The COVID-19 pandemic placed significant pressures on hospital and health care resources, requiring the government to take extraordinary measures to maximize capacity and ensure that Ontarians can continue to have access to safe, high-quality health care. Thanks to the ongoing efforts and dedication across the health care system as well as targeted government initiatives, 76 per cent of patients who were waitlisted for required surgery between March 1, 2020 and March 1, 2021 have received the care they need.
Throughout the pandemic, urgent surgical patients were prioritized and 99.3 per cent of the most urgent patient surgeries were completed. As the province continues to safely and gradually lift public health measures, it is anticipated that referrals for surgeries, procedures and diagnostic imaging will increase similar to what has been seen in other provinces and jurisdictions.
Now, the Ontario government is investing up to $324 million in new funding to enable Ontario’s hospitals and community health sector to perform more surgeries, MRI and CT scans and procedures, including on evenings and weekends, as part of a wider, comprehensive surgical recovery plan to provide patients with the care they need. This plan will enable Ontario’s health care system to perform up to 67,000 additional surgeries and procedures as well as up to 135,000 more diagnostic imaging hours to address wait times for surgeries and procedures, improve access to care and support the government’s commitment to end hallway health care.
Yesterday, Ontario reached an exciting milestone in our vaccine rollout with 80% of Ontarians aged 12 and over having now received their first dose of the COVID-19 vaccine. This brings us one step closer to exiting Ontario’s Roadmap to Reopen and easing the majority of public health measures.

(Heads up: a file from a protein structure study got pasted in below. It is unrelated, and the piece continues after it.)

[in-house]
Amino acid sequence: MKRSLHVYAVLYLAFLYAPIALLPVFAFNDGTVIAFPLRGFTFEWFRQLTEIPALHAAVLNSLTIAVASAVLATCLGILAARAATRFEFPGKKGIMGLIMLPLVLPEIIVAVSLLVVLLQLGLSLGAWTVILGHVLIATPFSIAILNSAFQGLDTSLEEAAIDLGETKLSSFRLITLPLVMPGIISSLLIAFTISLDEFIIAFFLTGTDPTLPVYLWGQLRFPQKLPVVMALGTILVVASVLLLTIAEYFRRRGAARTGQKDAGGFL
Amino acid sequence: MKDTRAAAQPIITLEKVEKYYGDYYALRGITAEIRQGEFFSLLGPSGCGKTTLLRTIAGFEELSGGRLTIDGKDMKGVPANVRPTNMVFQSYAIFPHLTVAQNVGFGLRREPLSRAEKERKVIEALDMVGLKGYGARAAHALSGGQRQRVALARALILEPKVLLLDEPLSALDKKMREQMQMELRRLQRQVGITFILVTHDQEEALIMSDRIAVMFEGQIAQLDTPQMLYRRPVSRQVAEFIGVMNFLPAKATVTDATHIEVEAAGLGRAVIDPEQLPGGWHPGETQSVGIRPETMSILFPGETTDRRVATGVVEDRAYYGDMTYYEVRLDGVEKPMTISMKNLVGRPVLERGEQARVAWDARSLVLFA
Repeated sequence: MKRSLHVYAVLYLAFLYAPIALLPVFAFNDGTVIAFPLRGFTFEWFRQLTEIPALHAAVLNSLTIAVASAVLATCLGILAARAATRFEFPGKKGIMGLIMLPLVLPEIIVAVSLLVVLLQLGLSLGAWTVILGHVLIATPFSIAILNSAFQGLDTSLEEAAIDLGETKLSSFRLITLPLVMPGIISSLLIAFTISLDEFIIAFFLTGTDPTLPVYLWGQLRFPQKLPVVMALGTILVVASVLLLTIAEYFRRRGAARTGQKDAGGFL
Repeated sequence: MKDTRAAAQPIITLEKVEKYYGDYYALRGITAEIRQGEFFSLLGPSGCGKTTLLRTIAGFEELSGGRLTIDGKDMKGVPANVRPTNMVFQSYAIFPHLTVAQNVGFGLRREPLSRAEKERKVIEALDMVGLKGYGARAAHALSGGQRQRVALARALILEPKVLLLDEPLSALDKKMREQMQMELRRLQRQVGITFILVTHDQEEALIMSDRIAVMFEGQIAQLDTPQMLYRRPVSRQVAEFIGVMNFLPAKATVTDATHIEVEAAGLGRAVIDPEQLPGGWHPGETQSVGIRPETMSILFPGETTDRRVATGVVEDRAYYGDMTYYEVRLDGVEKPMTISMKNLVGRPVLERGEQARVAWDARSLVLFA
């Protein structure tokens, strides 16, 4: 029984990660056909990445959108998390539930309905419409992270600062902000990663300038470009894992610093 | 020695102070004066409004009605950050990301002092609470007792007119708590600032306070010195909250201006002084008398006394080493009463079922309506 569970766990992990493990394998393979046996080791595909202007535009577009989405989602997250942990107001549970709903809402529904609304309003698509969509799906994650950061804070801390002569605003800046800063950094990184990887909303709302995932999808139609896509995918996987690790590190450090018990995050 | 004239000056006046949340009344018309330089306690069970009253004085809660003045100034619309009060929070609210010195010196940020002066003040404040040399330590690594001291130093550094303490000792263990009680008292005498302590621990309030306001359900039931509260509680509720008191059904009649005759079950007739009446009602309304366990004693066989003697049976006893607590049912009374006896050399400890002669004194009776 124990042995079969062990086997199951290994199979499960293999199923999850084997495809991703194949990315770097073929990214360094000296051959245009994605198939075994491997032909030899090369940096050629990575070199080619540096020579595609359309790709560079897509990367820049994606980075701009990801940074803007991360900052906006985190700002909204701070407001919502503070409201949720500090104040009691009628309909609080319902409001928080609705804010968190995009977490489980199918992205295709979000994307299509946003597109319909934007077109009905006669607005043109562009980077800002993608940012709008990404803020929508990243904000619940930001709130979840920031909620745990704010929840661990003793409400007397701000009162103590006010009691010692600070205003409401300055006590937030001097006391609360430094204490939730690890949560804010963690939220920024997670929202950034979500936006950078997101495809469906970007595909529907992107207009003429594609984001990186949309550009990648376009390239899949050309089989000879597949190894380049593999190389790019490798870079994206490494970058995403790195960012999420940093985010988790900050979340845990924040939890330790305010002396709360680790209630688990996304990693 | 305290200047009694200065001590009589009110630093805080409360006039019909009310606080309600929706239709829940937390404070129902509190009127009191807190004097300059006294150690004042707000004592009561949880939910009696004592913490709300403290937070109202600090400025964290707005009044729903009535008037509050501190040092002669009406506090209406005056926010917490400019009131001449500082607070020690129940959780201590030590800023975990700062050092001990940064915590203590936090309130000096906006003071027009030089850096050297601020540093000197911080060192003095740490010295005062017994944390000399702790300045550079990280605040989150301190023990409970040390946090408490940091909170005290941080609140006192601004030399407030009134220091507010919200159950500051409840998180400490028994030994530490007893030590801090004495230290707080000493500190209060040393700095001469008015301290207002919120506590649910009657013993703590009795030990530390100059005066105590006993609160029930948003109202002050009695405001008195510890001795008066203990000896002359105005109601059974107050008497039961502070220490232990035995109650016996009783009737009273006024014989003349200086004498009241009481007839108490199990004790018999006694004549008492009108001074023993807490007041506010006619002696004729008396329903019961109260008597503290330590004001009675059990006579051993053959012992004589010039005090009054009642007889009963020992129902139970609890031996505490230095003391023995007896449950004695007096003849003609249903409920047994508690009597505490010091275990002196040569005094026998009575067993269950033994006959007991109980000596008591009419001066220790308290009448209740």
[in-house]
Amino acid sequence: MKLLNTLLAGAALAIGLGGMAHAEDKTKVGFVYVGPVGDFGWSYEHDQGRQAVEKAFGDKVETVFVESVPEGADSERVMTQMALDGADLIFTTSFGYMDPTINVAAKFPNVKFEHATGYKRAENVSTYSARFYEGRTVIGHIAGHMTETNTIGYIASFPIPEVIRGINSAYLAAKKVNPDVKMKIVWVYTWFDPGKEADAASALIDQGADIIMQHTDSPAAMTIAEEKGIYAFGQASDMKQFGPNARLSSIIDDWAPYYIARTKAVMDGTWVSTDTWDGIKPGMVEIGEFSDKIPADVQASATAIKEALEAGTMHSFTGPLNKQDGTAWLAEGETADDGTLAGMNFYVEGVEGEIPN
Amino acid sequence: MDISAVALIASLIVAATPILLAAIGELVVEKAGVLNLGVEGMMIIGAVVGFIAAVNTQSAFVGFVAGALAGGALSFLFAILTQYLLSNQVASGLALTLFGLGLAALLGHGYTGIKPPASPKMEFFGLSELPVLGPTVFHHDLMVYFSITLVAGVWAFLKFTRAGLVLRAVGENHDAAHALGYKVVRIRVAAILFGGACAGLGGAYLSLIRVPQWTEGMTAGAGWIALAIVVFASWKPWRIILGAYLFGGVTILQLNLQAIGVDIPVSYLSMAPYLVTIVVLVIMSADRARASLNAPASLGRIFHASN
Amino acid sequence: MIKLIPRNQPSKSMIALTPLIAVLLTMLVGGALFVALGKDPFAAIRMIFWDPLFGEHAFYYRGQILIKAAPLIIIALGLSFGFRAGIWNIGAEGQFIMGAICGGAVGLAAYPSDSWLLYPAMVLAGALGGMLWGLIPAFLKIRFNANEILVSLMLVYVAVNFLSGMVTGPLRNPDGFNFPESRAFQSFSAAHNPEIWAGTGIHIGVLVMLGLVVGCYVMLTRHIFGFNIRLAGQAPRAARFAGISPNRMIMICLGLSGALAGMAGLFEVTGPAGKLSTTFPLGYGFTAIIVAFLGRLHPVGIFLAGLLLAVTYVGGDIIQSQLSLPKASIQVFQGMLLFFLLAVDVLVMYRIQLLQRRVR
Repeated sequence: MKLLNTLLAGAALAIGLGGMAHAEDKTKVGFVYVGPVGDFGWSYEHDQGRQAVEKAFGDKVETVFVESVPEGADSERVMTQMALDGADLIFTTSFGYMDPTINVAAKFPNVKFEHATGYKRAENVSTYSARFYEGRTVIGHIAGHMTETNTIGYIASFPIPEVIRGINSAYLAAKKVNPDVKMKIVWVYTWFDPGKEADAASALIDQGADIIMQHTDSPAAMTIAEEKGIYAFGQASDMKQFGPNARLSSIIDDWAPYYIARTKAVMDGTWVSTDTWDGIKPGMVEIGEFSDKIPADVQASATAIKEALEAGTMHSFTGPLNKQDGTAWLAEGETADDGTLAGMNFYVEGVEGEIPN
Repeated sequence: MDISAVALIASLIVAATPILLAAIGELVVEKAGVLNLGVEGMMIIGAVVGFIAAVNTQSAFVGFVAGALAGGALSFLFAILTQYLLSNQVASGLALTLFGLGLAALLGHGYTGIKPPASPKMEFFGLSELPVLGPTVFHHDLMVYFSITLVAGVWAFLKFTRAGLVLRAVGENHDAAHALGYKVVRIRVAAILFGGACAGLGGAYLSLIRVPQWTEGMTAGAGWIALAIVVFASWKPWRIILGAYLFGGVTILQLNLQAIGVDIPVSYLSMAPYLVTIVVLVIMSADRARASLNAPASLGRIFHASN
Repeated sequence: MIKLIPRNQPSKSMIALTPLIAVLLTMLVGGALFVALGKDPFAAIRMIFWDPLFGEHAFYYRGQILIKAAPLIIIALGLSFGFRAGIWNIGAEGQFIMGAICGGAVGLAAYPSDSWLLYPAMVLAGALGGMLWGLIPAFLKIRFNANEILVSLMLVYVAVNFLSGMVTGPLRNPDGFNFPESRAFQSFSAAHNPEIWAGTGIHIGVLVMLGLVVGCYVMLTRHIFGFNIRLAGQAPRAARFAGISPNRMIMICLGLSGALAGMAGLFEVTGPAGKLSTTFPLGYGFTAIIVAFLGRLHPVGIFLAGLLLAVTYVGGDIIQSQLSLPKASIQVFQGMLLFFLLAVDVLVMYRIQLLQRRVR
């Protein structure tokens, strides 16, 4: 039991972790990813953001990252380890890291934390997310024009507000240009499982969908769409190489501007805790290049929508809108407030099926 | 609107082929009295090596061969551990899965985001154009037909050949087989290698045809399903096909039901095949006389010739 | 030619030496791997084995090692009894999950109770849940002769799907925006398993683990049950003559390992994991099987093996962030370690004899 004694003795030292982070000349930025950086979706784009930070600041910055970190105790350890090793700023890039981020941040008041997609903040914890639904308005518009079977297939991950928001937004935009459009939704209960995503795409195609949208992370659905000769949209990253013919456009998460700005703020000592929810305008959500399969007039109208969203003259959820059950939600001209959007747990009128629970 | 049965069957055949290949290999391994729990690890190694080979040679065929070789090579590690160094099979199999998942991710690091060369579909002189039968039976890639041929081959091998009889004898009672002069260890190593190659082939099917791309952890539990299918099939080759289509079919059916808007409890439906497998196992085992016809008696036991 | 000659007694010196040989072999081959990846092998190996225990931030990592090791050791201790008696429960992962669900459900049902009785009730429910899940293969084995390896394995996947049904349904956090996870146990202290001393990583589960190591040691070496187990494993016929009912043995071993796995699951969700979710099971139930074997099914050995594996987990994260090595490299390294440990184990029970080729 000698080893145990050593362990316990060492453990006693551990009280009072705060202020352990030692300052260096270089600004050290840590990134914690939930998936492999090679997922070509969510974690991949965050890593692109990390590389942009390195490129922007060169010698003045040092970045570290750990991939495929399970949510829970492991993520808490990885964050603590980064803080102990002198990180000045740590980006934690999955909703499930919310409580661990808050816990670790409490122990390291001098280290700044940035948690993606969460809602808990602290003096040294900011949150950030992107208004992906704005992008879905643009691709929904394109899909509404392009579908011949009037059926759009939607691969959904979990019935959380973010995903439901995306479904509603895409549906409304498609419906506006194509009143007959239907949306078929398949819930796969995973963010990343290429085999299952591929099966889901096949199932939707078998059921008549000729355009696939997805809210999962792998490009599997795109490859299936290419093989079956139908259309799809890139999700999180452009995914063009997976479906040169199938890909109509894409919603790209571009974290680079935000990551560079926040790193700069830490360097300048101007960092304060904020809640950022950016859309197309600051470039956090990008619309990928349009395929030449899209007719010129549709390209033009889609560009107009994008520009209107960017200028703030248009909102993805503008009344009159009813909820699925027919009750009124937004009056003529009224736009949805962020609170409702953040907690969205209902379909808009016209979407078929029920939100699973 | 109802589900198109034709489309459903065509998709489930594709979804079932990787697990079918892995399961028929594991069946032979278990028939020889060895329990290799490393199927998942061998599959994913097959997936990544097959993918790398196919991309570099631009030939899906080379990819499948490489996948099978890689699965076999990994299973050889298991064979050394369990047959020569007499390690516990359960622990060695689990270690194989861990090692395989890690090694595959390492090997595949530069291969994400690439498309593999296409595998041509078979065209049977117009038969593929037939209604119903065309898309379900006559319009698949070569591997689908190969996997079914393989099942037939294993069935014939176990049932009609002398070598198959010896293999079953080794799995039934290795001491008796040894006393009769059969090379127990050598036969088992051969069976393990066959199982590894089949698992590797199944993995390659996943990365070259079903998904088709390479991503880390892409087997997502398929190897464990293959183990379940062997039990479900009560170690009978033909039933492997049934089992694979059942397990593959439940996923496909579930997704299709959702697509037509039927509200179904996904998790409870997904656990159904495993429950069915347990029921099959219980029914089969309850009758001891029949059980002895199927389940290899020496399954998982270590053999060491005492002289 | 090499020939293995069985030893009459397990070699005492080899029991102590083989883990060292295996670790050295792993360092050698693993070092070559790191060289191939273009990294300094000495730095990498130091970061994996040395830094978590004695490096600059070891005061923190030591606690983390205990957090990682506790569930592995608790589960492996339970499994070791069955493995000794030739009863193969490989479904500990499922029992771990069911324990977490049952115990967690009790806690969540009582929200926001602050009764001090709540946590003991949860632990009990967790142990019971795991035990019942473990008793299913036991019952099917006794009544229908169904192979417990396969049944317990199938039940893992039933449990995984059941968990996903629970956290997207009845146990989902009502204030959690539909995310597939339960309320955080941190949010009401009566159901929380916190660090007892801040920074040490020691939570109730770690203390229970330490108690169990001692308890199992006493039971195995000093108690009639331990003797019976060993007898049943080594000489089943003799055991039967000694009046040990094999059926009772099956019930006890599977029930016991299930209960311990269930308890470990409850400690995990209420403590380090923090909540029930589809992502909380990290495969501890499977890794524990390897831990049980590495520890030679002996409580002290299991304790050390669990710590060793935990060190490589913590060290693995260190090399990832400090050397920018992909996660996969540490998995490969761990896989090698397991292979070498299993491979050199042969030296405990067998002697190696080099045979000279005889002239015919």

The province entered Step Three of the Roadmap on July 16th, and will remain in Step Three of the Roadmap for at least 21 days and until 75% of the eligible population aged 12 and over have received their second dose. In addition, no public health unit must have less than 70% of their eligible population aged 12 and over fully vaccinated, and other key public health and health care indicators must also continue to remain stable.
Upon exiting the Roadmap, the vast majority of public health measures, including capacity limits, will be lifted. Only a small number of measures will remain in place, including the requirement for passive screening, such as posting a sign, and businesses requiring a safety plan.
As the Delta variant is the dominant strain in Ontario, which is not the case with some other provinces, face coverings will also continue to be required for indoor public settings. This is consistent with other jurisdictions such as Quebec and Israel, and the CDC recently updated their recommendation that fully vaccinated people begin wearing masks indoors again in locations with high COVID-19 transmission rates. The Chief Medical Officer of Health will continue to evaluate this need on an ongoing basis.